American Furniture By E. T. Joy

carried broadly carved leafage, spirals or rings: and sometimes the columns were partly gilded and partly painted black. In brief, they lose their architectural character and, consequently, are no longer wall mirrors but, rather, looking-glasses to hang on a wall. The handles in the Early Empire period were, characteristically, projecting round brass knobs often stamped with the American eagle, the head of Washington or some other patriotic motive. The characteristic Late Empire handle was a ring pull hanging from the mouth of a brass lion's head. The tawny gleam of brass was in happy accord with the glowing red mahogany or rosewood in rich 'crotch-grained' veneers.

Seldom has veneerĀ¬ing been used with more brilliant effect. The forms of the furniture grew stiffer, colder and more austere, but the surfacing grew more resplendent. Despite the fact that the style was in the hands of master cabinet-makers, eminent among them Duncan Phyfe, the taste of the day was deteriorating. By 1830 American Empire had fallen from bad to worse, the forms becoming bulky, the pro-portions coarse, the rhythms heavy. Phyfe himself called it 'butcher furniture'. The decline continued until about 1840, when Americans began to turn from it and take up a new furniture style, the early Victorian.


Acorn clock:

shelf or mantel clock, generally about two feet high, with the upper portion shaped somewhat like an acorn. Popular in New England about 1825.


a fruitwood much used in America for turnings, also often in case pieces, such as slant-front desks, etc, to show off the rich-coloured pink-brown wood.


the American ash, a cream-coloured hardwood with oak-like graining; much used for furniture parts, such as upholstery frames, where strong, but not heavy, wood was desired.


half-loop metal pull, usually brass, hanging from metal bolts. First used in America about 1700; slowly grew into use for drawers of William and Mary pieces. The reigning fashion from 1720 to 1780 for drawers of Queen Anne and Chippendale pieces.

Ball foot:

called in England a Bun foot (q.v. under English furniture).


modern name for the American wall clock with a longish pendulum, the whole housed in a case shaped somewhat like a banjo (Plate 38A). Invented in the 17905 by Simon Willard (q.v.), and patented by him about 1800. Decoratively attractive, its popularity spread from 1800 through the next half-century. Banister-back chair: probably simpliĀ¬fied from the cane chair (q.v.) but with vertical split-banisters in the back. Generally maple, often ebonized. Widely used in rural America, 1700-25 until the end of the century (Fig. i).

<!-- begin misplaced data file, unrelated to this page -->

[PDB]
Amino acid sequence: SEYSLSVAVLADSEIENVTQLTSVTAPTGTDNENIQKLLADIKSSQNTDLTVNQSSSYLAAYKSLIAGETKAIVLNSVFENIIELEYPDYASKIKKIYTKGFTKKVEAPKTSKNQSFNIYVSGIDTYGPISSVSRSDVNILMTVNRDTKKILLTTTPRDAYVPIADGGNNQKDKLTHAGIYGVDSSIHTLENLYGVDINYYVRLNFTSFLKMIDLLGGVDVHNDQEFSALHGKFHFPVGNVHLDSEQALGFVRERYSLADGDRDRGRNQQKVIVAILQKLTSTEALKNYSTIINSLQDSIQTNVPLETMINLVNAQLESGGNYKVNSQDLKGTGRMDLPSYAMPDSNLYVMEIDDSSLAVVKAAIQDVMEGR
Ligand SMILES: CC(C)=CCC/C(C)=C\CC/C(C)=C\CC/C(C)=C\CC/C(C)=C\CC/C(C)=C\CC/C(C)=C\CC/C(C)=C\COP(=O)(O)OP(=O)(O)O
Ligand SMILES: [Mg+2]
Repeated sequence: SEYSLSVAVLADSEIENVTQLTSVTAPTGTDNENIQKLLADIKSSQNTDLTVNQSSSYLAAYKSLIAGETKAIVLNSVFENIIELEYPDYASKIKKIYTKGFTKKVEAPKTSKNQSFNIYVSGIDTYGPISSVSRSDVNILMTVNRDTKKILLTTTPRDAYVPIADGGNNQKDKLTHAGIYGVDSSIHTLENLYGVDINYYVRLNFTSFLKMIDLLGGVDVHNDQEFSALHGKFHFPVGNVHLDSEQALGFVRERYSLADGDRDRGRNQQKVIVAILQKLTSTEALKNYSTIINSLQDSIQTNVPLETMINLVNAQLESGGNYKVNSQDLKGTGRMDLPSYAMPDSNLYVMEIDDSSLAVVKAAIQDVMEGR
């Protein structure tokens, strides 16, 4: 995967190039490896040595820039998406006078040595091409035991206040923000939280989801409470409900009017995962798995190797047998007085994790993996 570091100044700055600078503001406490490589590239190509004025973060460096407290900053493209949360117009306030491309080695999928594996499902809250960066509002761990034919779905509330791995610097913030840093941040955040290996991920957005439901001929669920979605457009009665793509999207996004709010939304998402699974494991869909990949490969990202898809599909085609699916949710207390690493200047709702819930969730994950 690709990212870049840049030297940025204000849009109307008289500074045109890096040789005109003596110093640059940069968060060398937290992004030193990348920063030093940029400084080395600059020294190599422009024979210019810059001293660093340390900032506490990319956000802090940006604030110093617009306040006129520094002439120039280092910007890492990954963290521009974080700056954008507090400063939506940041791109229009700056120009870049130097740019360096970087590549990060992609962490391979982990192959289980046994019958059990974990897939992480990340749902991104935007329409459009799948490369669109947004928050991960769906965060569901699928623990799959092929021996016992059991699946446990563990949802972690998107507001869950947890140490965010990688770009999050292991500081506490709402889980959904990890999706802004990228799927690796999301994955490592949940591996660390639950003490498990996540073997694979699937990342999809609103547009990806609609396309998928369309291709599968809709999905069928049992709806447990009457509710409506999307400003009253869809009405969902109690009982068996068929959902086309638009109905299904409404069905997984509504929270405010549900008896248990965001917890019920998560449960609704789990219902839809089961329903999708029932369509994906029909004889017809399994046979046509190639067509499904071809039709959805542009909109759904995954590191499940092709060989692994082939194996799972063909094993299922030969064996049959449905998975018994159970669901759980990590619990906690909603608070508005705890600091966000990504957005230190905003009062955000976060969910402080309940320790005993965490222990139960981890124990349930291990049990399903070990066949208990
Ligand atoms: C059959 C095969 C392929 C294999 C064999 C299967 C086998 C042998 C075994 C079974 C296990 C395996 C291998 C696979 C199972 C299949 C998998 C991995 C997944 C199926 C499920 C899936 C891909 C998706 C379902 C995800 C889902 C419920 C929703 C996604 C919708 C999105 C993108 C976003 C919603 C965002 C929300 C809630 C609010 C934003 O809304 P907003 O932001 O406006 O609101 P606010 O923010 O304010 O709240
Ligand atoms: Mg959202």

the late Renaissance style of vigorously elaborate furniture with sweeping curves and resplendent ornament. It origi-nated in sixteenth-century Italy, spread through Europe, but was little practised in England, and known in America only in bomb 6 case-pieces and in greatly simplified forms of some William and Mary and Queen Anne furniture (see Rococo).


a light-coloured hardwood prolific in America yet little used for furniture, probably because it was thought to be subject to furniture worms.

Bell flower:

conventionalized hanging ('belle') flower-bud of three, occasionally five, petals carved or, more often, inlaid one below the other in strings dropping down the legs of a table or chair or, sometimes, a chair splat. Seen in American Hepplewhite and Sheraton, notably Maryland furniture (Fig. 2). It is practically the same as the English 'husk' motive.

Bell seat:

the rounded, somewhat bell-shaped, seat often found in late Philadelphia Queen Anne side chairs. Nowadays often called balloon seat. Mostly about 1740-55.

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The different styles of antique furniture that comes in may only last a few days in the workshop before they are sold. If you require a piece of furniture not listed please call and we will do our best to cater for your needs.



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Antique furniture is not always beautiful and pristine--in fact, some of the most valuable pieces show wear and fading. Whether or not to restore antique furniture can be a complex question, but it also depends on the definition of "restore."


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